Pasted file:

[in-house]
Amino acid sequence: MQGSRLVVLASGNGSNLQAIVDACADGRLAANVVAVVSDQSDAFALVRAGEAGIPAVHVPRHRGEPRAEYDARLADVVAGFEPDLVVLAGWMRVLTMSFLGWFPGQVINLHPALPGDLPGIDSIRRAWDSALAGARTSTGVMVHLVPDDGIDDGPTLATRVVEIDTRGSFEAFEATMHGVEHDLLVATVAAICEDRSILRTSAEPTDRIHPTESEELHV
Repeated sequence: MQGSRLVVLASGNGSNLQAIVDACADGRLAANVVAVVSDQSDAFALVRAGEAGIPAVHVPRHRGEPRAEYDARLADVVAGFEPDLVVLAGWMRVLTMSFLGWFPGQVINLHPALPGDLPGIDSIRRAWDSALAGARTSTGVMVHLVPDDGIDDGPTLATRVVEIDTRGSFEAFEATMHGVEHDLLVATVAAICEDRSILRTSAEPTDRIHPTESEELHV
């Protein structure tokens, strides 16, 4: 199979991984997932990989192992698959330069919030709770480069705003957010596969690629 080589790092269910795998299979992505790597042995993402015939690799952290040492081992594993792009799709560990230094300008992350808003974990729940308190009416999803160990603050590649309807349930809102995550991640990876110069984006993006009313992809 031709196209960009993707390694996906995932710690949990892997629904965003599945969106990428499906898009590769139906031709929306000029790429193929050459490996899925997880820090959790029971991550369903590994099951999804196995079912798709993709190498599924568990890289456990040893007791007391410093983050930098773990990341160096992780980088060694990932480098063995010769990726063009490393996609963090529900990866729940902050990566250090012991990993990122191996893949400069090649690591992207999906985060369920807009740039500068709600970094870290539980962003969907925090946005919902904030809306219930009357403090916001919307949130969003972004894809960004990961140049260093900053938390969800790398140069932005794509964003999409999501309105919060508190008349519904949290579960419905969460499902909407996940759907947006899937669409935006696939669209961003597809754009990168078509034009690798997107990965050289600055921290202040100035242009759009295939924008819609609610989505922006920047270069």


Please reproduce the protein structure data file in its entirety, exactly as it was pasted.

[in-house]
Amino acid sequence: MQGSRLVVLASGNGSNLQAIVDACADGRLAANVVAVVSDQSDAFALVRAGEAGIPAVHVPRHRGEPRAEYDARLADVVAGFEPDLVVLAGWMRVLTMSFLGWFPGQVINLHPALPGDLPGIDSIRRAWDSALAGARTSTGVMVHLVPDDGIDDGPTLATRVVEIDTRGSFEAFEATMHGVEHDLLVATVAAICEDRSILRTSAEPTDRIHPTESEELHV
Repeated sequence: MQGSRLVVLASGNGSNLQAIVDACADGRLAANVVAVVSDQSDAFALVRAGEAGIPAVHVPRHRGEPRAEYDARLADVVAGFEPDLVVLAGWMRVLTMSFLGWFPGQVINLHPALPGDLPGIDSIRRAWDSALAGARTSTGVMVHLVPDDGIDDGPTLATRVVEIDTRGSFEAFEATMHGVEHDLLVATVAAICEDRSILRTSAEPTDRIHPTESEELHV
């Protein structure tokens, strides 16, 4: 199979991984997932990989192992698959330069919030709770480069705003957010596969690629 080589790092269910795998299979992505790597042995993402015939690799952290040492081992594993792009799709560990230094300008992350808003974990729940308190009416999803160990603050590649309807349930809102995550991640990876110069984006993006009313992809 031709196209960009993707390694996906995932710690949990892997629904965003599945969106990428499906898009590769139906031709929306000029790429193929050459490996899925997880820090959790029971991550369903590994099951999804196995079912798709993709190498599924568990890289456990040893007791007391410093983050930098773990990341160096992780980088060694990932480098063995010769990726063009490393996609963090529900990866729940902050990566250090012991990993990122191996893949400069090649690591992207999906985060369920807009740039500068709600970094870290539980962003969907925090946005919902904030809306219930009357403090916001919307949130969003972004894809960004990961140049260093900053938390969800790398140069932005794509964003999409999501309105919060508190008349519904949290579960419905969460499902909407996940759907947006899937669409935006696939669209961003597809754009990168078509034009690798997107990965050289600055921290202040100035242009759009295939924008819609609610989505922006920047270069």